6. Northwest Territories – The Northwest Territories is a territory of Canada. At a land area of approximately 1,144,000 km2 and its estimated population as of 2016 is 44,291. Yellowknife became the capital in 1967, following recommendations by the Carrothers Commission. The Northwest Territories are bordered by Canadas two other territories, Nunavut to the east and Yukon to the west, and by the provinces of British Columbia, Alberta, and Saskatchewan to the south. The name is descriptive, adopted by the British government during the era to indicate where it lay in relation to Ruperts Land. It is shortened from North-Western Territory, in Inuktitut, the Northwest Territories are referred to as ᓄᓇᑦᓯᐊᖅ, beautiful land. There was some discussion of changing the name of the Northwest Territories after the splitting off of Nunavut, one proposal was Denendeh, as advocated by the former premier Stephen Kakfwi, among others. One of the most popular proposals for a new name – one to name the territory Bob – began as a prank, in the end a poll conducted prior to division showed that strong support remained to keep the name Northwest Territories. This name arguably became more appropriate following division than it had been when the territories extended far into Canadas north-central and it possibly meets Manitoba at a quadripoint to the extreme southeast, though surveys have not been completed. It has an area of 1,183,085 km2. Territorial islands in the Canadian Arctic Archipelago include Banks Island, Borden Island, Prince Patrick Island and its highest point is Mount Nirvana near the border with Yukon at an elevation of 2,773 m. The Northwest Territories extends for more than 1,300,000 km2 and has a large climate variant from south to north, the southern part of the territory has a subarctic climate, while the islands and northern coast have a polar climate. Summers in the north are short and cool, with highs in the mid teens Celsius. Winters are long and harsh, daytime highs in the mid −20 °C, extremes are common with summer highs in the south reaching 36 °C and lows reaching into the negatives. In winter in the south, it is not uncommon for the temperatures to reach −40 °C, in the north, temperatures can reach highs of 30 °C, and lows can reach into the low negatives. In winter in the north it is not uncommon for the temperatures to reach −50 °C, thunderstorms are not rare in the south. In the north they are rare, but do occur. Tornadoes are extremely rare but have happened with the most notable one happening just outside Yellowknife that destroyed a communications tower, the Territory has a fairly dry climate due to the mountains in the westNorthwest Territories – Ice road on Great Slave Lake, Northwest Territories, 2009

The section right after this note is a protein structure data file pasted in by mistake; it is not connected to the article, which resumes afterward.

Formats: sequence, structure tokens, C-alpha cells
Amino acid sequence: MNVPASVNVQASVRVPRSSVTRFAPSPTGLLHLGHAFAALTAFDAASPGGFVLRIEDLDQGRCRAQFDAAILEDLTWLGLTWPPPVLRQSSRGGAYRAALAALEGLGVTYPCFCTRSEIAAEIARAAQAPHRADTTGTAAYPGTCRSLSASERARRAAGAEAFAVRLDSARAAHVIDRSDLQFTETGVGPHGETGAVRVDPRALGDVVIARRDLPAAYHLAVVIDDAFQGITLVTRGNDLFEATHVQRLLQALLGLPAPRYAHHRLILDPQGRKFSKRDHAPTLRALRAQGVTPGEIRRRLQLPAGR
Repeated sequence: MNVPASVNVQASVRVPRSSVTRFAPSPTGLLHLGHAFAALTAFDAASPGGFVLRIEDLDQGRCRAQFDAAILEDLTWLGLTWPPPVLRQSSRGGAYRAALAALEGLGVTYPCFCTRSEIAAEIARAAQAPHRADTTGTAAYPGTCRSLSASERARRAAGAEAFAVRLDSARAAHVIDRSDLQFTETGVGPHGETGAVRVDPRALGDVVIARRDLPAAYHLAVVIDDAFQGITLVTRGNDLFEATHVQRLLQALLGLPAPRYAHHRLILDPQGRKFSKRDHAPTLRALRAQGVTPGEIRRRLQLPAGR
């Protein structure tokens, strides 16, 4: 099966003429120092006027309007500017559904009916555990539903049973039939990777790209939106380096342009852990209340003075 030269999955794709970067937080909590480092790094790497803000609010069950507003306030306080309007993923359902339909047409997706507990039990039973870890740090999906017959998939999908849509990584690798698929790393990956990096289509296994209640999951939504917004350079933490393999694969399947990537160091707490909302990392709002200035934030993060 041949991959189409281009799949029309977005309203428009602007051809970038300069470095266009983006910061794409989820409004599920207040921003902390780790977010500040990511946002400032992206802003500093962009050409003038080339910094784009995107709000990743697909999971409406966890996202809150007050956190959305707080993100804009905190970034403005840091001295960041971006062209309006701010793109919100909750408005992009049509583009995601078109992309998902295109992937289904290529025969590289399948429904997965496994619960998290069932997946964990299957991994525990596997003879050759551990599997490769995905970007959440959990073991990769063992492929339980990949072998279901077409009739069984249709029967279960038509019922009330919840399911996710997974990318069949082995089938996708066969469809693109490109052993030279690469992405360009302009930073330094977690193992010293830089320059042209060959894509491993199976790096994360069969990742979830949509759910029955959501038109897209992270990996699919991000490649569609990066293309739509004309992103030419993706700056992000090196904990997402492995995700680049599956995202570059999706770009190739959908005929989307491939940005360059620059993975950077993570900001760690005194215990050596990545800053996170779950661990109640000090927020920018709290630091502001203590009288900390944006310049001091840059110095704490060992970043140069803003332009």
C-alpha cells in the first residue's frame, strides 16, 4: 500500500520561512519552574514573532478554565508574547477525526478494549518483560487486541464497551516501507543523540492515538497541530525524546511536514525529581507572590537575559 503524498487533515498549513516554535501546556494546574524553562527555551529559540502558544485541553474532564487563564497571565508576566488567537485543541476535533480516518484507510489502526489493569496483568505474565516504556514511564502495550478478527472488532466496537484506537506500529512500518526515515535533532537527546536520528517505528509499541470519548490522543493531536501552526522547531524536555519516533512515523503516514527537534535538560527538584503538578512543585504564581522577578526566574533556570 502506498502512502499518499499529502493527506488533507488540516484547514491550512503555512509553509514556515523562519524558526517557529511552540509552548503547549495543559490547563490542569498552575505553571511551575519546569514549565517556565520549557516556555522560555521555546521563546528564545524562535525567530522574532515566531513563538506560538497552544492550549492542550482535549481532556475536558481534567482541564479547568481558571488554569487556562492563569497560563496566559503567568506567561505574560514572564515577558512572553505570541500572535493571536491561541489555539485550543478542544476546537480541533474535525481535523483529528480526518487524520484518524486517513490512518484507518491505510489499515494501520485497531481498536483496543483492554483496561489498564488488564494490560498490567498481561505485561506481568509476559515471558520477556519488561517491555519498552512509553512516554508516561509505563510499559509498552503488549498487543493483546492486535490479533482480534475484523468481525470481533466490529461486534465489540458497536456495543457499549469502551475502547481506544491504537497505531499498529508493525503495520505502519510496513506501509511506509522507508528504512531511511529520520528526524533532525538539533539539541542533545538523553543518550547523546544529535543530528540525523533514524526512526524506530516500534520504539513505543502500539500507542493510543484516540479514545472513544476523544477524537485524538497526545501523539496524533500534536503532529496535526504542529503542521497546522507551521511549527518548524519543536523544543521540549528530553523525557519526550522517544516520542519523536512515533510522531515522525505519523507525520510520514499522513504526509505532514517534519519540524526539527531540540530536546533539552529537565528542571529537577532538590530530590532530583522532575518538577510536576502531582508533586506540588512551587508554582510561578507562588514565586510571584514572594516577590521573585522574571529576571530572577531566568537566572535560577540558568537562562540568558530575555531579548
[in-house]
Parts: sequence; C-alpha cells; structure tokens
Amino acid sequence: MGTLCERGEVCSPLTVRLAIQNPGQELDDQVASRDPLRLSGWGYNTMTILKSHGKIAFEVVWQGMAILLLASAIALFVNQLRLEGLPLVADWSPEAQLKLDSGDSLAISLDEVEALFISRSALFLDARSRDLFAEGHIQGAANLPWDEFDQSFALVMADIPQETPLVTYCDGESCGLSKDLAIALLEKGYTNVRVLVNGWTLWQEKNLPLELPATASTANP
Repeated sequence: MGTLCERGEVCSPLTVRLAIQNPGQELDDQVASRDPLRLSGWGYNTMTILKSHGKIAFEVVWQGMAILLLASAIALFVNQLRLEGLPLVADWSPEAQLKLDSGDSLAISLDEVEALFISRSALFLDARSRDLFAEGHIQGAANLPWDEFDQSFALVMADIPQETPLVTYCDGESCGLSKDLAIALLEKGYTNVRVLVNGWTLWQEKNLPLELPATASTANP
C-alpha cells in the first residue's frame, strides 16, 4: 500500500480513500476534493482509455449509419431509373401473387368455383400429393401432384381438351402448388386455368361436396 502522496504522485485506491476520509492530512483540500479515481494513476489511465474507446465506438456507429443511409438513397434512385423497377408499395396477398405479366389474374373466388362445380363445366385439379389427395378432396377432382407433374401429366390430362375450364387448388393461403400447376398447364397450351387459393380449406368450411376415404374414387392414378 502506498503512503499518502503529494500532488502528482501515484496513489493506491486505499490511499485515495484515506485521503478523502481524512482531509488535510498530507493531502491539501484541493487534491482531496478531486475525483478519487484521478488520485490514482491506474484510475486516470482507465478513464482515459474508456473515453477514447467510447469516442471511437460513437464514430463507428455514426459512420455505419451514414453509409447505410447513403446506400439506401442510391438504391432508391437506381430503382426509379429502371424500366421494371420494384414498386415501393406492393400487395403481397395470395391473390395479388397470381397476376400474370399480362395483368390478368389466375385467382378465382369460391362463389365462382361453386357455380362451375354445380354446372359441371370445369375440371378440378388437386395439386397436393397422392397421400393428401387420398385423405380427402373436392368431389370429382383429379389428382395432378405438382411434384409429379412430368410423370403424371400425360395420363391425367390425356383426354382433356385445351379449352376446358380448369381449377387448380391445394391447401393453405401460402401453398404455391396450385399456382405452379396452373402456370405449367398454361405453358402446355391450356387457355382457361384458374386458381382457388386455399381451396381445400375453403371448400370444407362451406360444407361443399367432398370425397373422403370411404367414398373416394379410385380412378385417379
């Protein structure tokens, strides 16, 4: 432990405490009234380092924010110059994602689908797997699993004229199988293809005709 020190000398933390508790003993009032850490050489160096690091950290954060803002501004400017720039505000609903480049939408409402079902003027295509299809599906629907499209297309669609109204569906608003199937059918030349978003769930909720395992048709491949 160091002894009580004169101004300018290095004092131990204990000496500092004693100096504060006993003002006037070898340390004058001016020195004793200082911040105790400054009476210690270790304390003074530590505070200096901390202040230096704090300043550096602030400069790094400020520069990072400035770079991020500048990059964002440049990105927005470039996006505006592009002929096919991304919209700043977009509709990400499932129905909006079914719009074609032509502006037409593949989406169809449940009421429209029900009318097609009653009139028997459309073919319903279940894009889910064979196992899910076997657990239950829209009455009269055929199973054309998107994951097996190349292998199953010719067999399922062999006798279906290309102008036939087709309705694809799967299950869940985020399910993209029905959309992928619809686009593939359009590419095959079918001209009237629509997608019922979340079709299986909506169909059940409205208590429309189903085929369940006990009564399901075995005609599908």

7. Manitoba – Manitoba is a province at the longitudinal centre of Canada. It is one of the three provinces and Canadas fifth-most populous province with its estimated 1.3 million people. Manitoba covers 649,950 square kilometres with a varied landscape. Aboriginal peoples have inhabited what is now Manitoba for thousands of years, in the late 17th century, fur traders arrived in the area when it was part of Ruperts Land and owned by the Hudsons Bay Company. In 1869, negotiations for the creation of the province of Manitoba led to an uprising of the Métis people against the Government of Canada. The rebellions resolution led to the Parliament of Canada passing the Manitoba Act in 1870 that created the province, Manitobas capital and largest city, Winnipeg, is Canadas eighth-largest census metropolitan area. Winnipeg is the seat of government, home to the Legislative Assembly of Manitoba, four of the provinces five universities and all four of its professional sports teams are in Winnipeg. The name Manitoba is believed to be derived from the Cree, the name derives from Cree manitou-wapow or Ojibwa manidoobaa, both meaning straits of Manitou, the Great Spirit, a place referring to what are now called The Narrows in the centre of Lake Manitoba. It may also be from the Assiniboine for Lake of the Prairie, the lake was known to French explorers as Lac des Prairies. Thomas Spence chose the name to refer to a new republic he proposed for the south of the lake. Métis leader Louis Riel also chose the name, and it was accepted in Ottawa under the Manitoba Act of 1870 and it adjoins Hudson Bay to the northeast, and is the only prairie province to have a saltwater coastline. The Port of Churchill is Canadas only Arctic deep-water port and the shortest shipping route between North America and Asia, Lake Winnipeg is the tenth-largest freshwater lake in the world. Hudson Bay is the worlds second-largest bay, Manitoba is at the heart of the giant Hudson Bay watershed, once known as Ruperts Land. It was a area of the Hudsons Bay Company, with many rivers. The province has a saltwater coastline bordering Hudson Bay and more than 110,000 lakes, Manitobas major lakes are Lake Manitoba, Lake Winnipegosis, and Lake Winnipeg, the tenth-largest freshwater lake in the world. Some traditional Native lands and boreal forest on Lake Winnipegs east side are a proposed UNESCO World Heritage Site. Manitoba is at the centre of the Hudson Bay drainage basin, with a volume of the water draining into Lake Winnipeg. This basins rivers reach far west to the mountains, far south into the United States, major watercourses include the Red, Assiniboine, Nelson, Winnipeg, Hayes, Whiteshell and Churchill riversManitoba